Supply Teacher Wages in the UK

Supply Teacher Wages in the UK

What do supply teachers earn in the UK?

There could be a number of reasons why you’re asking this question. Maybe you’re an overseas-trained teacher, looking to fund a visit by working as a supply teacher, or you could be retired and hoping to supplement your pension with a few days of supply. Maybe you’re an NQT looking for experience while you search for your first permanent post. Whatever your reasons for asking, the most accurate answer is also the most frustrating one; “it depends”.

Because it’s based on demand, supply teacher pay varies by school, local authority, subject, whether you’re doing short or long-term cover, and sometimes even by the time of year.

The good news is that average pay for supply teachers is rising. Recruiters, Total Jobs and Reed both show the average salary for supply teacher jobs rose by around 4% in December 2017.

For a realistic estimate of your potential earnings, we’d advise you to contact some supply agencies in the area you’ll be working in.

Why do I need a supply agency?

This is another common question. There are a number of reasons why working through an agency means you’re more likely to make a success of your supply teaching career.

Supply agencies provide a vital service for schools, sourcing and vetting teachers, and schools are often unable or unwilling to undertake this work themselves. In an area where schools are used to outsourcing recruitment to agencies, opportunities to engage directly may be few and far between.

Supply agencies also provide an invaluable service to teachers, and they’re able to draw on vast experience to guide and support you. They’ll use their local knowledge and their expertise in recruitment to find assignments that match your experience and strengths, making your working life easier and more successful.

How will I be paid for supply work?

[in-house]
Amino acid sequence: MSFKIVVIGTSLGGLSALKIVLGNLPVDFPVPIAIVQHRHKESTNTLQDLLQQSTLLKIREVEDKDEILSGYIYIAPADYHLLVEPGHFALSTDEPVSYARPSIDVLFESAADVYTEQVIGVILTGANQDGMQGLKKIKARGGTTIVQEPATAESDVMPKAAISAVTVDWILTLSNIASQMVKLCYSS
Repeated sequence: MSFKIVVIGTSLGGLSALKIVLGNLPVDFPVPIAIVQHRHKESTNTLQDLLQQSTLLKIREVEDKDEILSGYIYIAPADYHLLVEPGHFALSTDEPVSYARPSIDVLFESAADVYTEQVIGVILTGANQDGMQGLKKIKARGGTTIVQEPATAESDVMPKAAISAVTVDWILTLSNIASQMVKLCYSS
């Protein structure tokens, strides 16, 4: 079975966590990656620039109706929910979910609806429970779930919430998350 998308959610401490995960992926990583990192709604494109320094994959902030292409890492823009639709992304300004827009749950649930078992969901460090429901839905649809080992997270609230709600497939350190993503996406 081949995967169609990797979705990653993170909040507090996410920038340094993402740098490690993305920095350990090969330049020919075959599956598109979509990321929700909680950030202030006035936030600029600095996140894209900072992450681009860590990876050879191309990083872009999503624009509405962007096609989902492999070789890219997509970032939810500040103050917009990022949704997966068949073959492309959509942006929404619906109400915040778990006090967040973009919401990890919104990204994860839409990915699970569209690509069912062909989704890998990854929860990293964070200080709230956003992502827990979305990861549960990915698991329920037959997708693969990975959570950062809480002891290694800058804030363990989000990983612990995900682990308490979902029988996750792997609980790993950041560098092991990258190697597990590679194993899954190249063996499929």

Supply teachers working through agencies in the UK are likely to be paid in one of two ways, and whatever wild and wonderful tales your Google search may have told you, it’s extremely inadvisable to get involved with any other model.

Agency PAYE: This is where you are engaged by the agency, who charge the school a fee for your work. The agency cover the costs of employing you and make their profit margin from this fee. They then pay the rest to you via PAYE. You will be engaged by the agency for each individual assignment, which will usually mean you’ll have several short periods of employment, and that you’ll only be “employed” when you have an active assignment.

Umbrella employment: With umbrella employment, you are employed by an umbrella company, who supply your time to the agency. The agency charge the school in the same way as with agency PAYE and they then pay a contract rate to the umbrella company, who again will pay you through PAYE. The contract rate should be uplifted to include the umbrella company’s costs, so your pay rate should be roughly the same whichever model you use.

Umbrella employment has the advantage of giving you one continuous period of employment, which gives you additional rights, protections and benefits that are not available through agency PAYE. It also means you’re still employed (and entitled to employee rights and benefits) when you’re between assignments. This includes periods when there’s no work available, like school holidays.

If you have questions about becoming a supply teacher or if Orange Genie can help in any way, please call us on 01296 468483 or email


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